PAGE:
Best Practices for Handling and Transporting Cattle in Hot Weather
As the scorching summer sun bears down on the vast landscapes of Queensland, cattle producers are yet again faced with the challenge of safely handling and transporting their livestock in the heat. Efficient and humane practices during loading, unloading, and transportation are crucial to minimise stress on the animals and ensure their well-being.
We want to suggest some of the best practices tailored for the unique conditions of hot weather in the region, offering insights into loading and unloading procedures. We have also included some tips that might be useful to reduce cattle stress during transportation.
Handling Cattle in the Heat
- Early Morning and Late Evening Operations
Schedule cattle handling activities during the cooler parts of the day, preferably early morning or late evening. This can help to alleviate the effects of high temperatures on both cattle and handlers.
- Provide Adequate Shade and Ventilation
When working with cattle in holding areas or cages, ensure the availability of shade to protect them from direct sunlight. Adequate ventilation is equally important, as it helps to dissipate heat and keeps the animals more comfortable.
- Hydration Stations
Always provide access to clean and cool water for the cattle. Proper hydration is crucial in preventing heat stress. Additionally, consider using water misting systems in holding areas to cool the environment.
- Gentle Handling Techniques
Adopt calm and low-stress handling techniques. Sudden movements and loud noises can agitate cattle, increasing stress levels. Patience and a calm demeanour are key to successful and stress-free handling.
Loading and Unloading Procedures
- Well-Designed Loading Ramps
Invest in well-designed loading ramps that provide a gradual incline, reducing the risk of slips and falls. The surface should be non-slip to ensure secure footing for the cattle. Loading ramps come in different types and functions, such as the loading ramp, mobile loading ramp, and double decker loading ramp. They facilitate easy stock flow and movement to minimise stress while transporting cattle.
- Use of Non-Slip Flooring in Trailers
Line trailers with non-slip flooring materials to prevent injuries during loading and unloading. Cattle can be uneasy on smooth surfaces, especially when entering or exiting a trailer.
- Avoid Overcrowding
Overcrowding is a major stress factor during loading. Ensure that the number of cattle being loaded allows for comfortable spacing, preventing injuries and reducing the likelihood of aggressive behaviour.
- Loading with Patience
Take the time to load cattle patiently and calmly. Rushing the process can lead to accidents and heightened stress levels for both the cattle and the handlers. Utilise low-stress handling techniques to encourage a smooth loading process.
- Minimise Handling Aids
Limit the use of prods or other handling aids during loading and unloading. Excessive use of such tools can escalate stress levels and compromise the safety of both cattle and handlers.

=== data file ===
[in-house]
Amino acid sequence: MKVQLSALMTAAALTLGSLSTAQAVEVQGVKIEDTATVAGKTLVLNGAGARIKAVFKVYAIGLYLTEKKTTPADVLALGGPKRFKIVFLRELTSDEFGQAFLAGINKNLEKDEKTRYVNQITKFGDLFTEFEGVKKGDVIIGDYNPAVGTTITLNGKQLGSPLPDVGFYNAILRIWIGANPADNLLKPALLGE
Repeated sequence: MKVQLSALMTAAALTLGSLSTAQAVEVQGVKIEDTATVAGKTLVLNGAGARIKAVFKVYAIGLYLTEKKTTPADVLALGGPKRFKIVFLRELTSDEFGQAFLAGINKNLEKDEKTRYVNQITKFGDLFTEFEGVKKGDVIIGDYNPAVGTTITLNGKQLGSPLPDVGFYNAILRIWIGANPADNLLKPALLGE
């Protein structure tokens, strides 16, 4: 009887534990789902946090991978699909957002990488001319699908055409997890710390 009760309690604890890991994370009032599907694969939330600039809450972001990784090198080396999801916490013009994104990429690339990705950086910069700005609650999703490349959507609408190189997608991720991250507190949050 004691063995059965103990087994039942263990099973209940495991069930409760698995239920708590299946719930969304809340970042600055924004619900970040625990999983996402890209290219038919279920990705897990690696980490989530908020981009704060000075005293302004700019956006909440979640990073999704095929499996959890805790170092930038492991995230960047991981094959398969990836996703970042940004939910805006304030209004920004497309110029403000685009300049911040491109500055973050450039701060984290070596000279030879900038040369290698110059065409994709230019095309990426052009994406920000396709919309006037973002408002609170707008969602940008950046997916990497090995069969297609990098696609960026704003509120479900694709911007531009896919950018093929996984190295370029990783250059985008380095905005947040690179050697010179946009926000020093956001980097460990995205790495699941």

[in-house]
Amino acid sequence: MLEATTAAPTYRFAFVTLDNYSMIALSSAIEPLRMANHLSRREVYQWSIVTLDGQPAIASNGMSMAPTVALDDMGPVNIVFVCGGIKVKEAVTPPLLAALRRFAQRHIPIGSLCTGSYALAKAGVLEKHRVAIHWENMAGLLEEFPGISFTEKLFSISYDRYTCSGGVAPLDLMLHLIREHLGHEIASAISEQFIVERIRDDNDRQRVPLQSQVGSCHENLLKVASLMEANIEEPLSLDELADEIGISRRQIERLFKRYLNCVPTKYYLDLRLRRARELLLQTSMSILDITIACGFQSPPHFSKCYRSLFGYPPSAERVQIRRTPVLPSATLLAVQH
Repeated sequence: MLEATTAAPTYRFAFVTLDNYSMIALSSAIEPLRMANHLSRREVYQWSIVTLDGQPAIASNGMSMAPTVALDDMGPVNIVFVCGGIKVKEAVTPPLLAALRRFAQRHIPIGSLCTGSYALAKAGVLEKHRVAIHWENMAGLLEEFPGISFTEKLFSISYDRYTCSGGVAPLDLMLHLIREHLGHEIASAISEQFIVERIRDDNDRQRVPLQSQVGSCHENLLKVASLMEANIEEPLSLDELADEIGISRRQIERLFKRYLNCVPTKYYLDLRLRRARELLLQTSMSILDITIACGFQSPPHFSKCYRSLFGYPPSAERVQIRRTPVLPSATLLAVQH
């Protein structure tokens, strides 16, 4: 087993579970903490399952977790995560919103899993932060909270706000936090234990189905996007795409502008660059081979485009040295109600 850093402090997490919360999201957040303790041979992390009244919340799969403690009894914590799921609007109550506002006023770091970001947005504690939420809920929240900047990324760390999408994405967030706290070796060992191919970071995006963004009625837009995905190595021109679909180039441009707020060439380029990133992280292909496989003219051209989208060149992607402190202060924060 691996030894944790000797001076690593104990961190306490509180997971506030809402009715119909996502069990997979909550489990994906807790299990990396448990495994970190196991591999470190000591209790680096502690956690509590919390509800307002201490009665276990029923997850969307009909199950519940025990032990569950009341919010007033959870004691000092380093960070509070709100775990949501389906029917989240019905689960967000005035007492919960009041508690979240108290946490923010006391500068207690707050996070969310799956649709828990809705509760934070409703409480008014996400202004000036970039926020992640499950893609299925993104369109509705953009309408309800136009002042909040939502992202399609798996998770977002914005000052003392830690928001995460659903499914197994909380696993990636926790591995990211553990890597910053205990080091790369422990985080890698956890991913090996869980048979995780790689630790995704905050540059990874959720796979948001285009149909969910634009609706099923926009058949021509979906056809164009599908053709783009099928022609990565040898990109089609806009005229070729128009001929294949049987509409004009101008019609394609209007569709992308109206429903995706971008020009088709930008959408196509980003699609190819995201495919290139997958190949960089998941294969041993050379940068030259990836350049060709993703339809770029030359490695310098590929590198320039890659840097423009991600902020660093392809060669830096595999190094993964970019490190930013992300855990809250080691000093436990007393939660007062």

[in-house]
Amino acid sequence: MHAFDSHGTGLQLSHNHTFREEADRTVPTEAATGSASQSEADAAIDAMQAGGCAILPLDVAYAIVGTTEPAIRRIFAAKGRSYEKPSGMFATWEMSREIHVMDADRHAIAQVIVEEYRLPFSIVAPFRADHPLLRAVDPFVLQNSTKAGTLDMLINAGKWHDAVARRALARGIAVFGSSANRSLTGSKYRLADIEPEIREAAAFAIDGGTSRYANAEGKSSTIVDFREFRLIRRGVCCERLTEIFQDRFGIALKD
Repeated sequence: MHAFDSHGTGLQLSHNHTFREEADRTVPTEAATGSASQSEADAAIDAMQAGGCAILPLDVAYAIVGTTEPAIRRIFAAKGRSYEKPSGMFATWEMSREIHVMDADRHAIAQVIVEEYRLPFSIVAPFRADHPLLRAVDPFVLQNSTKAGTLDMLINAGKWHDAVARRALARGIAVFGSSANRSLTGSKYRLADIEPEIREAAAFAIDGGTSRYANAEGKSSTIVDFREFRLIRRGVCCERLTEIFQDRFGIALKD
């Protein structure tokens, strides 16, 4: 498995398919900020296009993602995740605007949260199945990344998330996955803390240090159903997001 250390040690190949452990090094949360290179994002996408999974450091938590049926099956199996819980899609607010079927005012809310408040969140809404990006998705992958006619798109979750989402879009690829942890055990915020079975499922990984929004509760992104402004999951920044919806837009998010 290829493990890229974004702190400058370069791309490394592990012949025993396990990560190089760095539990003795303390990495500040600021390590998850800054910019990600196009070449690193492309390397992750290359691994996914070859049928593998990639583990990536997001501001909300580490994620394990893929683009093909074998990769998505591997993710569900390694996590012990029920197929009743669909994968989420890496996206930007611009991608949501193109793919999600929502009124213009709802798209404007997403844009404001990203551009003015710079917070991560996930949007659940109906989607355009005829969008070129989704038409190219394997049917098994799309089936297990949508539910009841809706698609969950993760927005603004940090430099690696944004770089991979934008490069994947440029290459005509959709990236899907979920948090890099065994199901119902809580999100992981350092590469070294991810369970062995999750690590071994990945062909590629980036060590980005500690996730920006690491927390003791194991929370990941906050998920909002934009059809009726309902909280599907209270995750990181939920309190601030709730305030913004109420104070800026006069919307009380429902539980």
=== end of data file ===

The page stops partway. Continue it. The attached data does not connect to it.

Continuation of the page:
Tips for Minimising Stress During Transportation
- Proper Ventilation in Trailers
Ensure trailers are well-ventilated to prevent overheating during transportation. Adequate airflow is crucial, especially in hot weather conditions. Completely closed trailers can cause the cattle to get agitated causing them to become violent. It could also cause exhaustion which can adversely affect their health.
- Avoid Overloading
Overloading trailers can lead to discomfort, stress and increased risk of injury. Adhere to recommended weight limits and provide adequate space for each animal to stand comfortably.
- Scheduled Rest Stops
Plan for scheduled rest stops during long journeys. This allows cattle to rest, rehydrate, and recover from the stresses of transportation. Choose shaded areas for breaks to shield them from the sun.
- Monitoring Temperature Inside the Trailer
Use technology such as temperature monitoring devices inside the trailer. This helps ensure that the internal temperature remains within safe limits, preventing heat stress during transit.
- Avoid Traveling During Peak Heat
Whenever possible, plan transportation schedules to avoid the hottest parts of the day. Traveling in the early morning or late evening can significantly reduce the impact of heat on both cattle and handlers.
- Hydration During Transit
Offer water to the cattle during transportation, especially for longer journeys. Consider adding electrolytes to the water to help replenish lost nutrients and maintain hydration.
- Emergency Preparedness
Be prepared for emergencies during transportation. Carry necessary equipment such as first aid kits, tools for minor repairs, and emergency contact information. Quick response to unexpected situations can prevent further stress and injuries.
Handling and transporting cattle in hot weather demand a combination of thoughtful planning, effective infrastructure, and a commitment to low-stress handling techniques. Try implementing these practices at your facility during handling and transporting for a smoother experience this summer.
Prioritising the well-being of the animals and implementing these practices, can help cattle producers in the region. As caretakers of these animals, these tips can help you ensure their safety and comfort throughout every stage of the production process, even in the face of the relentless Australian sun.
Steel Supplies Charters Towers can guide you through the process and help prepare better for the summer months ahead. Get in touch with us now at (+61) 7 4787 4355 or tell us more about your needs here.